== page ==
From the sun’s rays which greet us in the morning to the comfort light we switch on in the evening, we are surrounded by light wherever we go. As we delve into Autumn 2016 and the evenings are drawing in, in less than two weeks’ time on Sunday 30 October, the clocks will go back as we officially get ready for Winter 2016.
When do the clocks go back for Winter 2016?
The clocks will go back by one hour on Sunday 30 October 2016 at 2am. So, 2am on Sunday 30 October now becomes 1am instead. As soon as the clocks go back, we switch to Greenwich Mean Time (GMT) which means that although we get an extra one hour in bed and extra light in the mornings, we see less light in the evenings. We call Autumn/Winter 2016 Lighting Season as home owners and businesses switch on lights for longer.
The shortest day of the year falls on 21 December (winter solstice) where the UK will see just 7 hours 40 minutes of sunlight. Compared to the longest day in summer on 22 June (summer solstice) where we saw an impressive 17 hours of sunlight.
Why do the clocks change?
The original pioneer of moving the clocks to adjust with light levels was British-born New Zealand entomologist and astronomer George Vincent Hudson back in 1895. He was a member of the 1907 Sub-Antarctic Islands Scientific Expedition and spent his leisure time collecting insects which led him to appreciate after-hours daylight. He presented a paper to the Wellington Philosophical Society proposing a two hour daylight saving shift.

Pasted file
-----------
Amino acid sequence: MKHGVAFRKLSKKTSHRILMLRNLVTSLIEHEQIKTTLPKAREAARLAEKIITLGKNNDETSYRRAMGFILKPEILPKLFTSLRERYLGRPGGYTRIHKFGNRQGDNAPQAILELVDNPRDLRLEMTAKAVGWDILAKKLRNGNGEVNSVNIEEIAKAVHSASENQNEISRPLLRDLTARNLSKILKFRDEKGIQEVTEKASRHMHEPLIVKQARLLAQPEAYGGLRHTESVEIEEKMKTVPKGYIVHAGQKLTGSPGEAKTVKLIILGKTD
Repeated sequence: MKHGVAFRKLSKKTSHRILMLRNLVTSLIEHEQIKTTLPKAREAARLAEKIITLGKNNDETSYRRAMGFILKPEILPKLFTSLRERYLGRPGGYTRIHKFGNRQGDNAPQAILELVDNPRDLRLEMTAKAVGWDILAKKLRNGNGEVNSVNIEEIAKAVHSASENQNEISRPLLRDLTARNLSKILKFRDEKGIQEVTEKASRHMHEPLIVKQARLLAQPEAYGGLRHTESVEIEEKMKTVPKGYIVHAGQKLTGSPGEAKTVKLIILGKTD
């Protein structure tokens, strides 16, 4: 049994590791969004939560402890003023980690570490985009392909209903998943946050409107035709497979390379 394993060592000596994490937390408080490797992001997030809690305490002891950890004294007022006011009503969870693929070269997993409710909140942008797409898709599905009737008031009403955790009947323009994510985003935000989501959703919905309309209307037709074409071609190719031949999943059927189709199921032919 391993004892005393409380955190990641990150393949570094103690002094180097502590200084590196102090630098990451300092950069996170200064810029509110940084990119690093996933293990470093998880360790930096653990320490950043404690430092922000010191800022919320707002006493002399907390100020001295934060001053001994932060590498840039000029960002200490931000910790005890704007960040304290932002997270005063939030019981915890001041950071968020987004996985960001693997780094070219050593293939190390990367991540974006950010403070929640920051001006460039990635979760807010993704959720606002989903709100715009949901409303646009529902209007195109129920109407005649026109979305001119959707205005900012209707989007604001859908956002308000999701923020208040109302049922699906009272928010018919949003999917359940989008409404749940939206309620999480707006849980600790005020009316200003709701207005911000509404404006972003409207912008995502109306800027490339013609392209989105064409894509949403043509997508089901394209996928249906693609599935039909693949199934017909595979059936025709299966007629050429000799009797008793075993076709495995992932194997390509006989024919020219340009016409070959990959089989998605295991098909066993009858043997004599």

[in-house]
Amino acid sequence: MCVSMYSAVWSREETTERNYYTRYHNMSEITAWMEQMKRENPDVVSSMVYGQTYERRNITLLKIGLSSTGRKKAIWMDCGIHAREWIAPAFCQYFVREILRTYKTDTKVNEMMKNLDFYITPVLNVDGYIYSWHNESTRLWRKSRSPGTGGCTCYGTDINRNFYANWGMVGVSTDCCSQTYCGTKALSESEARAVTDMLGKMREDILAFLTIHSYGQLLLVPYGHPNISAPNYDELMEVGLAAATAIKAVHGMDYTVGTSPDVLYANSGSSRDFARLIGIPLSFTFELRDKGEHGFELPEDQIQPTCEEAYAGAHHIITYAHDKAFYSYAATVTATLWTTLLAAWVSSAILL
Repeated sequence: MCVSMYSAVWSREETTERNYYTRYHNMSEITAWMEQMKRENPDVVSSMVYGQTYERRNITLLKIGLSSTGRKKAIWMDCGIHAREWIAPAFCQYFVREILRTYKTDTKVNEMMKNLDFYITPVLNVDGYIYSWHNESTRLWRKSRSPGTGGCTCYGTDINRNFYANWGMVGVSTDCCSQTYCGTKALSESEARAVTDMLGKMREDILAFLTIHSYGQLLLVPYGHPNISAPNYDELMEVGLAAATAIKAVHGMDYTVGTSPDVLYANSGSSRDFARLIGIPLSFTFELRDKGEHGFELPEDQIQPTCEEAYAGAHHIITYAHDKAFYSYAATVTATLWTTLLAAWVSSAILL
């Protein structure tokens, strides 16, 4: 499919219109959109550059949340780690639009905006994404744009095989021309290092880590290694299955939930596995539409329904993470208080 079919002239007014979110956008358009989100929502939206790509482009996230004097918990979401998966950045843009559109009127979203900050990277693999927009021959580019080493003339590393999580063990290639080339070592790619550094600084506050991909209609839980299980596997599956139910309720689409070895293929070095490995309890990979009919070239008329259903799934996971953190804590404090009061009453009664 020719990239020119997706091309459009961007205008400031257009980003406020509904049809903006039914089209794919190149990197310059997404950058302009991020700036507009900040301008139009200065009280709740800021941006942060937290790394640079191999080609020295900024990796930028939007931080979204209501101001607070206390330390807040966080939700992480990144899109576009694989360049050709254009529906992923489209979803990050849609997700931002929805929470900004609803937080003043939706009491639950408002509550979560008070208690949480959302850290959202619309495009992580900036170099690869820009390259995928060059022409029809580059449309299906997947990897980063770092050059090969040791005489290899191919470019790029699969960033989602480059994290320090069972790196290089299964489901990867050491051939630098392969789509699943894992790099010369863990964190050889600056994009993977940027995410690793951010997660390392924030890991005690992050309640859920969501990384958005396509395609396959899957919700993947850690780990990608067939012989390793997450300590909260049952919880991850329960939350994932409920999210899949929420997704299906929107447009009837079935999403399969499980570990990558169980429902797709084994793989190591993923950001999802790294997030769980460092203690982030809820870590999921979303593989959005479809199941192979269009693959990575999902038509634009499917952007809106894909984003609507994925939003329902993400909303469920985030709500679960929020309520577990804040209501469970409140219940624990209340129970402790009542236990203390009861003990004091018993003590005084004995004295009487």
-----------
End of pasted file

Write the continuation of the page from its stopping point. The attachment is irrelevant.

William Willett was another Englishman who championed to make use of daylight during summer in 1907. The same year, Willett published a pamphlet ‘The Waste of Daylight’ in a bid to get people out of their beds earlier during the summer. Willett spent the rest of his life trying to convince people of daylight saving time right up to his death in 1915. Willett championed that the population’s happiness and health would be greatly improved by putting the clocks forward in April with the clocks going back in September.
One year after Willett’s death, Germany introduced British Summer Time and Britain followed on the 21 May 1916. This successful move was to make better use of the longer daylight hours over the summer.
What does Greenwich Mean Time (GMT) mean?
Greenwich Mean Time (GMT) is also referred to as Meridian Time and has been a time standard since 1884. It was chosen because the Prime Meridian, the 0° line of longitude, runs through Greenwich.
How do I remember the direction the clocks go forward and back?
Remember which direction the clocks change in March and October can be a struggle. However, there is one phrase that is guaranteed to make you remember – ‘spring forward, fall back’. The clocks go forward an hour on the last weekend in March and then they go back an hour on the last weekend in October.
Remember to set your clocks to go back by one hour on Sunday 30 October at 2am.